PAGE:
The Corn is Green by Emlyn Williams

Read the review in the Farnham Herald, or click on a picture to start the slideshow (photographs by Malcolm Corbin).

 



 



 



 



 



 



 



 



 



 



 



 



 



 



 



 



 



 



 



 



 






The Corn is Green was directed by David Brace



Players mine a rich seam of talent for classic Welsh play

Welsh playwright Emlyn Williams is undergoing something of a revival at the moment with Night Must Fall touring to Guildford next week, so the Tilbourne Players were ahead of the game when they presented his best-known work The Corn is Green at the Tilford Institute last week.

The play that premiered in 1938 tells the story of LC Moffat, an Englishwoman in the late 19th century, who inherits a house in a remote mining village in Wales, and sets about starting a school there for the desperately poor, only Welsh speaking children of the area.

Among her pupils is the astonishingly bright Morgan Evans, an illiterate orphan who has been working in the mine since the age of 12, and the plot revolves around the obstacles Miss Moffat has to overcome to achieve her aim of getting him to Oxford.

The casting of the Players’ production, directed by David Brace, was faultless, with not a single weak link in the chain (unusual for amateur productions). Marion Homer effortlessly captured the bluestocking warmth of this spinster bent on defying the mine-owning, local squire by educating the poor and challenging attitudes to women.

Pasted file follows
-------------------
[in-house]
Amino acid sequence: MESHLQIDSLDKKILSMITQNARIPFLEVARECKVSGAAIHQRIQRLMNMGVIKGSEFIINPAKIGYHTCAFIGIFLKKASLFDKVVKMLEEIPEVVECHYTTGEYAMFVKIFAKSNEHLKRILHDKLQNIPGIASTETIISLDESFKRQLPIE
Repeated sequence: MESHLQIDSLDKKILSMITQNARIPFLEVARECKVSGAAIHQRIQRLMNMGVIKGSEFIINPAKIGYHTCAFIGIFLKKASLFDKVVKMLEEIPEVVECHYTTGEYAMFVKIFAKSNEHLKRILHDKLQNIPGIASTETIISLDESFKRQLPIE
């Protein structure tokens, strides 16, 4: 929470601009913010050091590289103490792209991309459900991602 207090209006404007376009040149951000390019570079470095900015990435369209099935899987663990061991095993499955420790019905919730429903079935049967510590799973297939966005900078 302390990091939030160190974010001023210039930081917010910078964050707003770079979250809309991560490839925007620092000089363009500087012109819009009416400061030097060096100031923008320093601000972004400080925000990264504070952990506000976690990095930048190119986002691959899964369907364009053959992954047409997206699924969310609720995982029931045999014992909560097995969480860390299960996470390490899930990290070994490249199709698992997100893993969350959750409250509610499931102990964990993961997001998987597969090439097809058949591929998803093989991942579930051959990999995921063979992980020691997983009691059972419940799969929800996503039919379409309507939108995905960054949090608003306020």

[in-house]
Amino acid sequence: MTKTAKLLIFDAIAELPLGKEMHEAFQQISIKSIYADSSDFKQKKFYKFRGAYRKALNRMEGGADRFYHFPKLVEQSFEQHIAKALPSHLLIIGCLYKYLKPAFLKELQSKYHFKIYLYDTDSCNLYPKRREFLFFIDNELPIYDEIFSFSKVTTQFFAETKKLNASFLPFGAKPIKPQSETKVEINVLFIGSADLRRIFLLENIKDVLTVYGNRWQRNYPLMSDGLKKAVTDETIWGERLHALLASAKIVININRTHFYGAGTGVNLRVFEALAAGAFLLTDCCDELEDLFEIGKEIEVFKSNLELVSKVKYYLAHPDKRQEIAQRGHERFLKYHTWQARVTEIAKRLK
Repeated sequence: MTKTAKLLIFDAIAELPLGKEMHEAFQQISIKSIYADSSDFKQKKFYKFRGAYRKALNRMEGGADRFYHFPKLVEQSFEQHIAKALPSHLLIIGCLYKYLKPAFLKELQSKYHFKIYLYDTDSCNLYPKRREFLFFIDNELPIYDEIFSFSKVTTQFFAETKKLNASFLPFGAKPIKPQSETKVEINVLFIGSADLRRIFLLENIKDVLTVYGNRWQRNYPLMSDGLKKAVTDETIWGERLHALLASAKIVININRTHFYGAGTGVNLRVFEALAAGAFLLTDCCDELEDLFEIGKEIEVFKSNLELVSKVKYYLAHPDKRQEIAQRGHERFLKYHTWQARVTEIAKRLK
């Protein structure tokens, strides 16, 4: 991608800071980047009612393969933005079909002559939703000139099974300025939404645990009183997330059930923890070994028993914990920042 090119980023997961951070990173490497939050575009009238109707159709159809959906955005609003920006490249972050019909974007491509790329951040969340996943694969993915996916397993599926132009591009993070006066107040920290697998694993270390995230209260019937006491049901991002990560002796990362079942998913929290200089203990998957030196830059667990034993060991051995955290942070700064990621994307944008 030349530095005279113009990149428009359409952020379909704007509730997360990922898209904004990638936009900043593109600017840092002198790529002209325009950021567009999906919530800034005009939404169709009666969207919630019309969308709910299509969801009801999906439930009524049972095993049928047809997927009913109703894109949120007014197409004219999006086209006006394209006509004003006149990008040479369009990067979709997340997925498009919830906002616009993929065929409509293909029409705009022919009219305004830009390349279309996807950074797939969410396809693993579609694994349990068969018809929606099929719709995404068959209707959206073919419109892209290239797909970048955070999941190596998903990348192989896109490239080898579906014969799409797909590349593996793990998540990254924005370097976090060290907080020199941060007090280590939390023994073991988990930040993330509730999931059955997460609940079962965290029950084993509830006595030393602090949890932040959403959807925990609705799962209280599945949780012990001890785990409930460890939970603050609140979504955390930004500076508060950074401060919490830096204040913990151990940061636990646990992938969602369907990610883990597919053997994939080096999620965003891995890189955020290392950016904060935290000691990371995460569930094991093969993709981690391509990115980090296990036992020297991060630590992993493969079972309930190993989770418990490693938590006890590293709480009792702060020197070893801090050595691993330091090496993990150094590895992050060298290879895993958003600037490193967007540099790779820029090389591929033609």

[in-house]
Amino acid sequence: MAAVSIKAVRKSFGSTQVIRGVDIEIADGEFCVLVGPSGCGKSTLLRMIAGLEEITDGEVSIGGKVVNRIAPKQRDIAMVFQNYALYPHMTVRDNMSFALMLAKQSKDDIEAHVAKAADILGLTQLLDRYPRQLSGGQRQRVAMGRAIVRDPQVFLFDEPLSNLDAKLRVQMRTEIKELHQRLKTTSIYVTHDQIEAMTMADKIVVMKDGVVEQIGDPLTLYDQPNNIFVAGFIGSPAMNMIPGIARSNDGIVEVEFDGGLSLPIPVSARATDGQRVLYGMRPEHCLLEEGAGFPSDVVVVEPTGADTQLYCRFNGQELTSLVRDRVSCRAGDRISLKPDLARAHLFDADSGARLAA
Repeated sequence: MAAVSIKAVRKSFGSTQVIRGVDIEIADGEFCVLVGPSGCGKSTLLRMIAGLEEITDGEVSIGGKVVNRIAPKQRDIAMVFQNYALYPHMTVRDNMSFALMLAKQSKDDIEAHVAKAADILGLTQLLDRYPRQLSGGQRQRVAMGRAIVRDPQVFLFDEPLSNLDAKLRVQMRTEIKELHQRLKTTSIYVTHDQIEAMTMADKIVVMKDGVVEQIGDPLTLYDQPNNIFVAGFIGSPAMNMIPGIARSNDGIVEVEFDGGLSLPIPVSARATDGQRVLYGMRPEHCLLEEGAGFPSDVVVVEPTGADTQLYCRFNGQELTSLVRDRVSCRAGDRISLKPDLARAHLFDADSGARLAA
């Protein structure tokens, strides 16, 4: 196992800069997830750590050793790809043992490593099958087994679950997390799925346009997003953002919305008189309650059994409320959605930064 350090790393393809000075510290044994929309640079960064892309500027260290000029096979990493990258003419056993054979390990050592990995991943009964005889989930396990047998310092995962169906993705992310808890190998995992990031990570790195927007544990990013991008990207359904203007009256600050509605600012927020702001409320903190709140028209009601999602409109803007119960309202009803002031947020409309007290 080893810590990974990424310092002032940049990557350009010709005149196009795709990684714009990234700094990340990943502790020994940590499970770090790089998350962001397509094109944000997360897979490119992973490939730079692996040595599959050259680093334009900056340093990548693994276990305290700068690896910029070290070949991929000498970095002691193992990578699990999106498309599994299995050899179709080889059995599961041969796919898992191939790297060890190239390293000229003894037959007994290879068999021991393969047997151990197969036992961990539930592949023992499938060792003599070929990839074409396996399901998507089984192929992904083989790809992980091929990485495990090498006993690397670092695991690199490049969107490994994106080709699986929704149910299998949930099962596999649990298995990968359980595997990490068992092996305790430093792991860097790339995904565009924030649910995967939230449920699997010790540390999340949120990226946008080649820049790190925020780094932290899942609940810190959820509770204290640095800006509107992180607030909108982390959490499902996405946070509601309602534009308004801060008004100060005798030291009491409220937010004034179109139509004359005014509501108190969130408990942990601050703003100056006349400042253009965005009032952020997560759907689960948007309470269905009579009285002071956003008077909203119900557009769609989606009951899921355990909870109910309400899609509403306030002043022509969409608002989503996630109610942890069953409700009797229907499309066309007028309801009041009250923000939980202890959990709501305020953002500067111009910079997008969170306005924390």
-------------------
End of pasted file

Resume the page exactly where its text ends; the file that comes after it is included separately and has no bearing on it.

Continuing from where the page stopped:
The perfect foil for her was the conventionally minded and deferential Miss Ronberry, who although well mannered was of limited education. Here Jane Quicke, with delightfully animated facial expressions, was the picture of a particular type of Welsh primness.

Chris Deacon was a wonderfully lugubrious John Goronwy Jones, who managed to elicit sympathy for this bible quoting character whose solemn exterior concealed a secret passion.

Despite its serious subject matter, the play has plenty of comic moments, many of them supplied by Cockney housekeeper Mrs Watty (Hilary Lee-Corbin). Brimming with stage presence and spot on with timing, she wrung every bit of wry humour from her lines.

Bernard Whelan had the archetypal not-so-bright but bluff squire off to a tee, providing plenty of amusement as the frequent butt of Miss Moffat’s barbed comments.

Crucial to the success of the play is the casting of the young lead and in that the Players did not disappoint. Tom Burbidge was excellent as the awkward, somewhat brooding youth, Morgan Evans, who is struggling as much with class dissonance and teenage emotions as with long hours of work and study.

Remarkable too was Eliza Craig – at only 14 years of age, she was a brilliant Bessie Watty, the coquettish teenager who threatens to destroy all Miss Moffat’s hopes for Morgan.

The Welsh accent is deceptively simple to mimic and even professional actors often fall into the trap of over-doing its musicality. But by and large, the cast avoided this pitfall and with very few lapses maintained well-studied, convincing Welsh voices throughout. There were a few mispronunciations of Welsh words in the script, but that was perhaps forgivable in the heart of Surrey.

The Corn is Green is probably responsible (along with Richard Llewellyn’s How Green was my Valley) for the persisting image of Wales as a nation of chapel-going, hymn singing miners who speak an incomprehensible language littered with consonants. It’s an image that looks increasingly outdated, given the culturally diverse nature of post-industrial Wales where the Welsh language is a positive asset rather than a barrier to improvement. However, in a world of widening wealth disparity, Emlyn Williams still has something to say about class, inequality and educational achievement – and the Tilbourne Players voiced it exceptionally well.

Angie Owens